A Veteran’s Handbook to Starting Up a Small Business

(We’re here to help you make the leap from soldier to entrepreneur.)
Veteran businesswoman listening to a podcast on her smart phone

Strength, discipline, integrity and some serious cutting-edge skills. These are just a few of the thousand-or-so qualities that make so many veterans perfect for running their own small business. But you probably already know that, right? And even better yet, you don’t have to go into this alone. No matter what stage your small business is in, there are tons of resources out there made just for you.

In fact, we’ve brought in a friend of ours, small business expert and mentor Len Briskman, to help us lay out all the ins and outs of getting a small business started, specifically for veterans. So whether you’ve already got funding and a master plan in mind—or you still haven’t taken that first step—we’re here to help. Let’s get started.

What Qualifies as a Veteran-Owned Small Business?

A veteran-owned business is exactly what it sounds like: a business owned by a military veteran. If you’ve served in the military, you almost certainly qualify—even if you were never deployed to a combat zone, according to small business expert Len Briskman.

The Small Business Administration (SBA) is the government agency that provides the most support to veteran-owned businesses, especially through coaching and mentoring. Sometimes they also provide interest-free financing. This is coordinated through their Office of Veterans Business Development.

If you’re a vet who wants to get those big business dreams started, you should start by finding a mentor who’s already made the plunge. Nonprofits like SCORE, where Briskman works as a mentor, work to connect new and established entrepreneurs of all types, including veterans. The SBA also offers these services.

Once you’ve connected with a mentor, you can get started on a business plan, which is the first step you’ll take before applying for a loan.

What Is a Service-Disabled Veteran-Owned Small Business?

Veterans who were disabled in the line of duty qualify for additional support if they meet certain criteria. The government reserves certain contracts for service-disabled veteran-owned businesses. This means you’ll have less competition when bidding for these contracts, increasing your odds.

According to the SBA, in order to qualify to be a service-disabled veteran-owned business, you must:

  • Qualify as a small business under federal standards
  • Have at least 51% ownership of the business (if there are multiple owners, the combined share of all service-disabled veterans must be over 51%)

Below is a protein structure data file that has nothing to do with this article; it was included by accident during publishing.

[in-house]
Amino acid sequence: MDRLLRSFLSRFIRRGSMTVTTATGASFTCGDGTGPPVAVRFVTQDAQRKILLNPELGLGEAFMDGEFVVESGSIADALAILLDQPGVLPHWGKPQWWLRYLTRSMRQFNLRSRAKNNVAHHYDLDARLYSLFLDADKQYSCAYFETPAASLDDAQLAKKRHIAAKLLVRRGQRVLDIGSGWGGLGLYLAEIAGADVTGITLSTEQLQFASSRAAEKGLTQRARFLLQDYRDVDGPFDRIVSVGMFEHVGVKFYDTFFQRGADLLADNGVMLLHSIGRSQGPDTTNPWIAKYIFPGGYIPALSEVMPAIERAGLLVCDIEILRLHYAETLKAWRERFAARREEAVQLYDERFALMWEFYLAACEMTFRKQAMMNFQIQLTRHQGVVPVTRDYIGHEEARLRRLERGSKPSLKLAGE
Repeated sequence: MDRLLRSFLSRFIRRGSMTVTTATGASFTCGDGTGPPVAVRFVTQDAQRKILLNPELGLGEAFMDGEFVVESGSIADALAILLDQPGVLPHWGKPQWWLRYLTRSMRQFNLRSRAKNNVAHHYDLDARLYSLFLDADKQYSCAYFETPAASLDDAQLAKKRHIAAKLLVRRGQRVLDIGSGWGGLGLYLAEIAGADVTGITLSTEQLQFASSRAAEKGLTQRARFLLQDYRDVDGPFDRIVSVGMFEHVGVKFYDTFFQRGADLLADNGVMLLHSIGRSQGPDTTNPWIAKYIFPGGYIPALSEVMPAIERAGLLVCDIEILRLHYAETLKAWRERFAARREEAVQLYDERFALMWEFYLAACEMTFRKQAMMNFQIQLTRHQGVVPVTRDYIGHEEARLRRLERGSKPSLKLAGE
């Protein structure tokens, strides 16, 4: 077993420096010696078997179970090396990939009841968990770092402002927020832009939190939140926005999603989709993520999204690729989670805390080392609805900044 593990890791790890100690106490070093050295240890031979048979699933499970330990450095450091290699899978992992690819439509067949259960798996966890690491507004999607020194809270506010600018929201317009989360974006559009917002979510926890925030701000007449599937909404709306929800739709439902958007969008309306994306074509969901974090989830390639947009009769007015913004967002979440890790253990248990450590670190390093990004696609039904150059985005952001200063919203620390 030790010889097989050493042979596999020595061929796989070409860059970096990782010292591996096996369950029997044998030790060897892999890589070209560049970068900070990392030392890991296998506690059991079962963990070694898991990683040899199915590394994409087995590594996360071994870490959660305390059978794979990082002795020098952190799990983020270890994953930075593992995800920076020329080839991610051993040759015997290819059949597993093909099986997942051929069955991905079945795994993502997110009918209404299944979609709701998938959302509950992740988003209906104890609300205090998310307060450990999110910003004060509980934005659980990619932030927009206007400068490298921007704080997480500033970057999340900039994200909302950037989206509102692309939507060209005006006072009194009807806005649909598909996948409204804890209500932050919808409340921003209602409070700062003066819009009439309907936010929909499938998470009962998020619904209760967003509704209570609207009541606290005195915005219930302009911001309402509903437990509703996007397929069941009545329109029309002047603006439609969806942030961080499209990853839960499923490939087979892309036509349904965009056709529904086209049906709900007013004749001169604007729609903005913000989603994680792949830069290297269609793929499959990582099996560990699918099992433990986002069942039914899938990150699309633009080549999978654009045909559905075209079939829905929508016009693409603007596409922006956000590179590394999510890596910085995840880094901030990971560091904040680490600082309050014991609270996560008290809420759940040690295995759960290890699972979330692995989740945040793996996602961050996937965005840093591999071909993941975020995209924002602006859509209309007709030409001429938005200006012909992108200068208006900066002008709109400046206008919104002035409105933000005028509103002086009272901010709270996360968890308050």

• Be involved in making day-to-day and long-term decisions for the business
  • Have a disability connected to your military service

If you meet these requirements, you can register with the SBA for access to these special contracts. For help registering, contact the Office of Veterans Business Development and they’ll be able to help out.


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Grant and Loan Types for Veteran-Owned Small Businesses

A common myth among veterans who want to start a business is that there’s lots of easy or free money available. Unfortunately, this isn’t the case, says Briskman. You’ll still need to take out a loan that needs to be paid back. 

Veterans also do not qualify for funding or loans automatically: You’ll still need to apply and impress lenders with your big idea. 

Luckily,  great financing options are still available. Being a veteran-owned business makes you stand out from the competition, which is a big plus for lenders. Also, the SBA may choose to waive interest fees on your loan. This is often called a “free loan” or “free grant.”

Here’s how to get financing for your veteran-owned business startup:

  • Talk to your bank: They can help you evaluate your business idea and decide which loans you should apply for. Local banks and credit unions may be especially willing to finance your small business.
  • Contact the SBA: They can guide you through the application process for a free loan. They also provide mentorship and training for veterans who want to start a small business. Plus, this is a pretty common thing for them, they deal with veterans specifically all day, every day.

The Benefits of Starting a Veteran-Owned Small Business

Still unsure if becoming a business owner is for you? Even veterans are subject to the ups and downs of entrepreneurship. Before you go all-in and take the plunge, here are a few benefits worth considering: 

  • Access to better interest rates on business loans
  • Extra support from the VA and the SBA
  • An edge when bidding on government contracts (for service-disabled veterans)
  • A reason for your community to rally around your business

How to Register as a Veteran-Owned Small Business

Service-disabled veterans should get certified by the SBA if they’d like to bid on the specially reserved government contracts.

If you’re not service-disabled, you don’t need to be officially certified. All you need is to provide proof of your service if asked. This qualifies you for veteran-specific business coaching and, potentially, a free loan through the SBA.

Go Get ‘Em, Soldier

Owning your own business, no matter what you specialize in, may be perfect for you. Like we said earlier, many who have served in the military bring qualities and characteristics that are extremely helpful to the small business world. But, there’s also a lot to be cautious about, too.

Hopefully we helped steer you in the right direction and got you started with some of the answers you’re looking for. Just remember, the VA and SBA are there to help you when you’re looking for guidance and answers. Good luck, we’ll be cheering for you.

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TrustedChoice.com Article | Reviewed by Len Briskman

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